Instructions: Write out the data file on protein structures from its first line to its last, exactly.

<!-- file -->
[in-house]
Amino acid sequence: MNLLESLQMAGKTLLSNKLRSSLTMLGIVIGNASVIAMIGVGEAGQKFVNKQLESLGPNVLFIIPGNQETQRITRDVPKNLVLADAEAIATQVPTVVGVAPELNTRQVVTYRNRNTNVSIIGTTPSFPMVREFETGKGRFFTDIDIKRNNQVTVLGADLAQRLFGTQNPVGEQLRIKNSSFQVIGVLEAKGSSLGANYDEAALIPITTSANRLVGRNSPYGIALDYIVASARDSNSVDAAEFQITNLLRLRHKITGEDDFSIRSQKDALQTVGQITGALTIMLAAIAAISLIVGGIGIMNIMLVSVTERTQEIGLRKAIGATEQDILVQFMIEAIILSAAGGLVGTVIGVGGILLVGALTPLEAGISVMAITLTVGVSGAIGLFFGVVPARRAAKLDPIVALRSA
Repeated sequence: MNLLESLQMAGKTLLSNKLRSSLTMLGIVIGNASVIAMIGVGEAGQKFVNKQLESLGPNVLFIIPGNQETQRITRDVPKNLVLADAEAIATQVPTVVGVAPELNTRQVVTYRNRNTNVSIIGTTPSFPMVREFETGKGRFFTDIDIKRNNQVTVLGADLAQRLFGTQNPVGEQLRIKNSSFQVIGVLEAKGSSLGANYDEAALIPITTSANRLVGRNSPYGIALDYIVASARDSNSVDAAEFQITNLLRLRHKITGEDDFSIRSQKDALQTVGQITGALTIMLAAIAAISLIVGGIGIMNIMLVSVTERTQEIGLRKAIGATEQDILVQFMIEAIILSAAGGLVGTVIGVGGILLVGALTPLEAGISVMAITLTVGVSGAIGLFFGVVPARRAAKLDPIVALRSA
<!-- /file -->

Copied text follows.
[in-house]
Amino acid sequence: MNLLESLQMAGKTLLSNKLRSSLTMLGIVIGNASVIAMIGVGEAGQKFVNKQLESLGPNVLFIIPGNQETQRITRDVPKNLVLADAEAIATQVPTVVGVAPELNTRQVVTYRNRNTNVSIIGTTPSFPMVREFETGKGRFFTDIDIKRNNQVTVLGADLAQRLFGTQNPVGEQLRIKNSSFQVIGVLEAKGSSLGANYDEAALIPITTSANRLVGRNSPYGIALDYIVASARDSNSVDAAEFQITNLLRLRHKITGEDDFSIRSQKDALQTVGQITGALTIMLAAIAAISLIVGGIGIMNIMLVSVTERTQEIGLRKAIGATEQDILVQFMIEAIILSAAGGLVGTVIGVGGILLVGALTPLEAGISVMAITLTVGVSGAIGLFFGVVPARRAAKLDPIVALRSA
Repeated sequence: MNLLESLQMAGKTLLSNKLRSSLTMLGIVIGNASVIAMIGVGEAGQKFVNKQLESLGPNVLFIIPGNQETQRITRDVPKNLVLADAEAIATQVPTVVGVAPELNTRQVVTYRNRNTNVSIIGTTPSFPMVREFETGKGRFFTDIDIKRNNQVTVLGADLAQRLFGTQNPVGEQLRIKNSSFQVIGVLEAKGSSLGANYDEAALIPITTSANRLVGRNSPYGIALDYIVASARDSNSVDAAEFQITNLLRLRHKITGEDDFSIRSQKDALQTVGQITGALTIMLAAIAAISLIVGGIGIMNIMLVSVTERTQEIGLRKAIGATEQDILVQFMIEAIILSAAGGLVGTVIGVGGILLVGALTPLEAGISVMAITLTVGVSGAIGLFFGVVPARRAAKLDPIVALRSA